Since it was introduced last year, the proposal has generated a firestorm of criticism from generic drug manufacturers and other industry groups who say, if enacted, it would have “unintended negative consequences,” like price increases, leaving generic drug manufacturers vulnerable to lawsuits and posing potential threats to patient safety.
“The proposed rule creates the regulatory framework whereby multiple, different labeling, including different warnings, can simultaneously exist in the marketplace for multiple generic versions of a drug,” warned more than 20 groups in a joint letter sent Wednesday to FDA Commissioner Dr. Margaret Hamburg. The proposal as drafted would “have a chilling effect on the ability of generic manufacturers and others in the pharmaceutical supply chain to provide affordable medicines to millions of Americans and people across the globe,” they said.
Other dissidents said that although there is merit to changing the existing law, they disagree with the approach.
“It would be far more efficient and effective for the FDA to either review and update generic drug labels itself or adopt a more rational and logical oversight process,” Dr. Scott Gottlieb and colleagues, Alex Brill and Robert W. Pollock, wrote in a report this week (PDF) from the American Enterprise Institute for Public Research. From a patient safety perspective, they say, the change would create confusion among both consumers and providers.
Amid growing criticism, a group of more than 41 lawmakers from Senate and House Committees offered support last week, submitting their own letter to the commissioner.
The rule is “critically important,” they say, to ensuring that the public is informed as soon as possible about new safety information and that labeling for a prescription drugs remain up-to-date. The lawmakers also address a loophole in which a generic drug manufacturer may not have a brand name version to follow and may therefore have no incentive to make labeling updates.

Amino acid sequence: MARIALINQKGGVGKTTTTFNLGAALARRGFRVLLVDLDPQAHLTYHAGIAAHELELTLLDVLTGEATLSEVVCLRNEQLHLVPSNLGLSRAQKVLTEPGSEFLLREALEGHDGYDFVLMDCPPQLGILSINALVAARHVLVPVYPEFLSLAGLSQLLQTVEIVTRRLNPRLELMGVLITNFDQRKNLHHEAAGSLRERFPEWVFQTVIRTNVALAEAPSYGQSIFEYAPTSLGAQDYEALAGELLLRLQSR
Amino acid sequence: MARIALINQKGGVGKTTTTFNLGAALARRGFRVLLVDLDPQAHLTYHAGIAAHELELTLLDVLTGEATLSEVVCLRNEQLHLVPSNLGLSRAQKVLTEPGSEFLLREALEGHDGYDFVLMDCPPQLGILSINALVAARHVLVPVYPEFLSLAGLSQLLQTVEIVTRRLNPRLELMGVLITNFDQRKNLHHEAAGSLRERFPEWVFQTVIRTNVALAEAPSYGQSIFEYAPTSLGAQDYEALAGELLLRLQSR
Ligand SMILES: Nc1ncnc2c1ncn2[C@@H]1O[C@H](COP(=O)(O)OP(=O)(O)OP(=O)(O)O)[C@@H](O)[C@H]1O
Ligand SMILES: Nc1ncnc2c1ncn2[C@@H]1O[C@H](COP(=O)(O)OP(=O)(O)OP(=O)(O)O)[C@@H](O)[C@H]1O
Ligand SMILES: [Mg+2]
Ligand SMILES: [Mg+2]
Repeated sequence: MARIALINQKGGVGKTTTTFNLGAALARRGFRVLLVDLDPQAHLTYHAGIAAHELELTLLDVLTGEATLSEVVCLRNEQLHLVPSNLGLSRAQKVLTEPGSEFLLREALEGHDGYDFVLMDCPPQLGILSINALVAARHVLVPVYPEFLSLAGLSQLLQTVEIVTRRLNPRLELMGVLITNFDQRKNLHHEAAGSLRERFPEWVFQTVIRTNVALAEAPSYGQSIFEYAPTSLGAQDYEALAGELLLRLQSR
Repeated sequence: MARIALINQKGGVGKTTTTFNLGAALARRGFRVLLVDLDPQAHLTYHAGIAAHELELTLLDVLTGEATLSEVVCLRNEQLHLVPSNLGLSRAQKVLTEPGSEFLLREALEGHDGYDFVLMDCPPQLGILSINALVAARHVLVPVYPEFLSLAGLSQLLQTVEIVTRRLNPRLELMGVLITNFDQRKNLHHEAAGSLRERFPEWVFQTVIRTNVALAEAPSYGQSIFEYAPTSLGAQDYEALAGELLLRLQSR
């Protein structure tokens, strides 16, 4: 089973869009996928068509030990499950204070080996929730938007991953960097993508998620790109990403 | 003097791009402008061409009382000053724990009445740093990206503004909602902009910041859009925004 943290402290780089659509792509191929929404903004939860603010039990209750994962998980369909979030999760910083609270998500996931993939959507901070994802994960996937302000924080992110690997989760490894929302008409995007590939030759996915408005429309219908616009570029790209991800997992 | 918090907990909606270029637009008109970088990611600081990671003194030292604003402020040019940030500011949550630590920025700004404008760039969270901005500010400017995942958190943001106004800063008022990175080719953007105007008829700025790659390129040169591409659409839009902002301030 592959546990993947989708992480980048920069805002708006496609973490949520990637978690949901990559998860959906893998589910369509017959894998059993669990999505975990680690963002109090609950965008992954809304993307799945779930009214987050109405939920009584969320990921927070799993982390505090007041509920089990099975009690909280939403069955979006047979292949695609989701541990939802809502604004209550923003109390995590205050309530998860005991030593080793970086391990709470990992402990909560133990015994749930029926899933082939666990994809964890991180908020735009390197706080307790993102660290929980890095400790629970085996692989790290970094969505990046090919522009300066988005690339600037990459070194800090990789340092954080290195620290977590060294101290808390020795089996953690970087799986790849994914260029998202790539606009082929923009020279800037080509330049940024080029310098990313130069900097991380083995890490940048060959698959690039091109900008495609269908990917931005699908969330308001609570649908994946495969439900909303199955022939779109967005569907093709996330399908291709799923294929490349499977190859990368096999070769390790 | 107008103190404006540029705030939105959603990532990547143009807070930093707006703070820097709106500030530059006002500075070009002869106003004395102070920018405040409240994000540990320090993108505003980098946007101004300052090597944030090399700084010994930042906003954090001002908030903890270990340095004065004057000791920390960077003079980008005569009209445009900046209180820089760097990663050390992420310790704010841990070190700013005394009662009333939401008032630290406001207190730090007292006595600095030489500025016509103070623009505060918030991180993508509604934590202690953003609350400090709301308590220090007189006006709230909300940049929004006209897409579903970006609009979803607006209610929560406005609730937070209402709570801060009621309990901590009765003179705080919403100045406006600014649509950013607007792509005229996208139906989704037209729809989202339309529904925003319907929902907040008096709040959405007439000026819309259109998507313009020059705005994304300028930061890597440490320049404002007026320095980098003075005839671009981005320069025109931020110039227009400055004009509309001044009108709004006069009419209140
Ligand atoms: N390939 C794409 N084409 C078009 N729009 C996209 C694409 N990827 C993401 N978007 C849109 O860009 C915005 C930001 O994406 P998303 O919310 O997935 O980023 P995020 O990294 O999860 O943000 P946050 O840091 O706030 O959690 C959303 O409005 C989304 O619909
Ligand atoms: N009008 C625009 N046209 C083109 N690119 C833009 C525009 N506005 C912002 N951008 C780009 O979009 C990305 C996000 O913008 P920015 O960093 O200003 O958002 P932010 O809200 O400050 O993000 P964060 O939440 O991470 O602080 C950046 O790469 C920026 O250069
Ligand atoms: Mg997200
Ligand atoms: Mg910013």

“In such instances, generic manufacturers will have the best knowledge of adverse events; indeed, they may be the only manufacturers left in the market to monitor a product and ensure its labeling is up-to-date,” said the legislators in the letter.
That loophole became the focus of widely publicized U.S. Supreme Court cases, including Pliva v. Mensing, which held that manufacturers of generic drugs cannot be held liable under state tort law for “failure to warn,” even in cases where the manufacturer knows a label is inadequate.
To address the issued highlighted in that case, senators Patrick Leahy (D-Vt.), Al Franken (D-Minn.), Jeff Bingaman (D-NM), Sheldon Whitehouse (D-R.I.), Sherrod Brown (D-Ohio), Christopher Coons (D-Del.) and Richard Blumenthal (D-Conn.), proposed legislation on Nov. 13.
Other supporters also posted letters before the comment period ended. Members of the Patient, Consumer, and Public Health Coalition, for example, wrote that current requirements are not as effective as they should be, and from a public health perspective, “a patient's ability to seek redress when harmed by inadequately labeled drugs should not depend on whether they were harmed by a brand-name or generic version of a drug.”
The FDA said it will review all comments as it formulates a final rule. “We cannot speculate as to when the rule will be finalized,” an FDA spokesperson said.
Follow Sabriya Rice on Twitter: @MHSrice